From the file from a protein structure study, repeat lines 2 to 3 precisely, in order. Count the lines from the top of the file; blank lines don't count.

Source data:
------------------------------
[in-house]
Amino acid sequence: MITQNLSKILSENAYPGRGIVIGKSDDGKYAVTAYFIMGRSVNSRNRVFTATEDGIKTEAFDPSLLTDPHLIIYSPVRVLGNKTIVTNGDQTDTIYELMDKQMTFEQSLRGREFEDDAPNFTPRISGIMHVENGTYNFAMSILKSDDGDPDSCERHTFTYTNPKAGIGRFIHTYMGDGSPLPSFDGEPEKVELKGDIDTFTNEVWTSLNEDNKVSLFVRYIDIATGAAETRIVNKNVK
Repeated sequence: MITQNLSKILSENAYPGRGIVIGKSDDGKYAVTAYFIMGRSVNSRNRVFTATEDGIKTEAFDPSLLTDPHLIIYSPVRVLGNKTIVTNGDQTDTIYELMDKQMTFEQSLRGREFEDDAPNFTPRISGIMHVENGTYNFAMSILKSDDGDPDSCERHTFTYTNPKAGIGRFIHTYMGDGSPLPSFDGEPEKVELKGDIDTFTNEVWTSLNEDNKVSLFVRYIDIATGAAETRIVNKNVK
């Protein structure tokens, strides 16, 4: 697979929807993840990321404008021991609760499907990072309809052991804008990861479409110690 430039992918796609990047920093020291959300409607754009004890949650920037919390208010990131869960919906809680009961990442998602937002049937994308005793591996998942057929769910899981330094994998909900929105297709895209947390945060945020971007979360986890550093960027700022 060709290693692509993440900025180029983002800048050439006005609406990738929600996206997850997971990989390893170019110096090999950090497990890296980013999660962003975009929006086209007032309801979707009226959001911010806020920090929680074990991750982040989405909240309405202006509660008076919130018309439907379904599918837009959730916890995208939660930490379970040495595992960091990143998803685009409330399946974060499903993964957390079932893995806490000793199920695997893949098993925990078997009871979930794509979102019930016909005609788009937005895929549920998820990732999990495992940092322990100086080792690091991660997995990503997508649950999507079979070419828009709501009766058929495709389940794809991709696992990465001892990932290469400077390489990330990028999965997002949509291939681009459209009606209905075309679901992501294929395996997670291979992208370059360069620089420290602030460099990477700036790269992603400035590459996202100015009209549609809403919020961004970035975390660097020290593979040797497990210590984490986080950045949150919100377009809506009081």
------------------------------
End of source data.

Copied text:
Amino acid sequence: MITQNLSKILSENAYPGRGIVIGKSDDGKYAVTAYFIMGRSVNSRNRVFTATEDGIKTEAFDPSLLTDPHLIIYSPVRVLGNKTIVTNGDQTDTIYELMDKQMTFEQSLRGREFEDDAPNFTPRISGIMHVENGTYNFAMSILKSDDGDPDSCERHTFTYTNPKAGIGRFIHTYMGDGSPLPSFDGEPEKVELKGDIDTFTNEVWTSLNEDNKVSLFVRYIDIATGAAETRIVNKNVK
Repeated sequence: MITQNLSKILSENAYPGRGIVIGKSDDGKYAVTAYFIMGRSVNSRNRVFTATEDGIKTEAFDPSLLTDPHLIIYSPVRVLGNKTIVTNGDQTDTIYELMDKQMTFEQSLRGREFEDDAPNFTPRISGIMHVENGTYNFAMSILKSDDGDPDSCERHTFTYTNPKAGIGRFIHTYMGDGSPLPSFDGEPEKVELKGDIDTFTNEVWTSLNEDNKVSLFVRYIDIATGAAETRIVNKNVK